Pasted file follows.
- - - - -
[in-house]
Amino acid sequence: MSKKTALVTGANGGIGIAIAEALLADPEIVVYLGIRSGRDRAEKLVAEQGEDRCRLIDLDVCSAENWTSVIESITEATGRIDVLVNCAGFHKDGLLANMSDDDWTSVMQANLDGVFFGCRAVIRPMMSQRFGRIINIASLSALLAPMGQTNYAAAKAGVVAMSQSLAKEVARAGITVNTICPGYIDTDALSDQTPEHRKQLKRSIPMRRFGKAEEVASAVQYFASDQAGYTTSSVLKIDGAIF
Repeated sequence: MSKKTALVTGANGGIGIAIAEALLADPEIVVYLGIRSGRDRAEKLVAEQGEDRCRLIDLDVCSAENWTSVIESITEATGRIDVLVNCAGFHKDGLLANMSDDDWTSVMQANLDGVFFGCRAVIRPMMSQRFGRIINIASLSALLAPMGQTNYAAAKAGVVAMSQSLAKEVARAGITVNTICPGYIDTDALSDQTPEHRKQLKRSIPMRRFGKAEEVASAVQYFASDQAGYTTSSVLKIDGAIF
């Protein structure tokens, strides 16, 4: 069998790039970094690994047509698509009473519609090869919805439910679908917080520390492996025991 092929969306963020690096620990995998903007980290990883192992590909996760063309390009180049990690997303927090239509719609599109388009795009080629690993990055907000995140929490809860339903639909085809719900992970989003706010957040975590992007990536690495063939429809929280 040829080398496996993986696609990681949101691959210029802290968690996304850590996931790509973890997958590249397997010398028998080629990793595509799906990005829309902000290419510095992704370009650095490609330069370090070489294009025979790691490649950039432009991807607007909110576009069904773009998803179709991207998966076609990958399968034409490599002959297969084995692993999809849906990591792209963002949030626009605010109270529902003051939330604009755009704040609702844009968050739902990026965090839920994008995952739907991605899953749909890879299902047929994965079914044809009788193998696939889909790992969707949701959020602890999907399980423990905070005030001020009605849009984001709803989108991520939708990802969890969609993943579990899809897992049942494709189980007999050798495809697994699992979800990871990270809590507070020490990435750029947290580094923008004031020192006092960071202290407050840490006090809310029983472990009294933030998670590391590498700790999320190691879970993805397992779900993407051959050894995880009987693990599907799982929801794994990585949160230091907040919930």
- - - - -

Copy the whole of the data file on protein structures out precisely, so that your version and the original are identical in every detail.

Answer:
[in-house]
Amino acid sequence: MSKKTALVTGANGGIGIAIAEALLADPEIVVYLGIRSGRDRAEKLVAEQGEDRCRLIDLDVCSAENWTSVIESITEATGRIDVLVNCAGFHKDGLLANMSDDDWTSVMQANLDGVFFGCRAVIRPMMSQRFGRIINIASLSALLAPMGQTNYAAAKAGVVAMSQSLAKEVARAGITVNTICPGYIDTDALSDQTPEHRKQLKRSIPMRRFGKAEEVASAVQYFASDQAGYTTSSVLKIDGAIF
Repeated sequence: MSKKTALVTGANGGIGIAIAEALLADPEIVVYLGIRSGRDRAEKLVAEQGEDRCRLIDLDVCSAENWTSVIESITEATGRIDVLVNCAGFHKDGLLANMSDDDWTSVMQANLDGVFFGCRAVIRPMMSQRFGRIINIASLSALLAPMGQTNYAAAKAGVVAMSQSLAKEVARAGITVNTICPGYIDTDALSDQTPEHRKQLKRSIPMRRFGKAEEVASAVQYFASDQAGYTTSSVLKIDGAIF
């Protein structure tokens, strides 16, 4: 069998790039970094690994047509698509009473519609090869919805439910679908917080520390492996025991 092929969306963020690096620990995998903007980290990883192992590909996760063309390009180049990690997303927090239509719609599109388009795009080629690993990055907000995140929490809860339903639909085809719900992970989003706010957040975590992007990536690495063939429809929280 040829080398496996993986696609990681949101691959210029802290968690996304850590996931790509973890997958590249397997010398028998080629990793595509799906990005829309902000290419510095992704370009650095490609330069370090070489294009025979790691490649950039432009991807607007909110576009069904773009998803179709991207998966076609990958399968034409490599002959297969084995692993999809849906990591792209963002949030626009605010109270529902003051939330604009755009704040609702844009968050739902990026965090839920994008995952739907991605899953749909890879299902047929994965079914044809009788193998696939889909790992969707949701959020602890999907399980423990905070005030001020009605849009984001709803989108991520939708990802969890969609993943579990899809897992049942494709189980007999050798495809697994699992979800990871990270809590507070020490990435750029947290580094923008004031020192006092960071202290407050840490006090809310029983472990009294933030998670590391590498700790999320190691879970993805397992779900993407051959050894995880009987693990599907799982929801794994990585949160230091907040919930």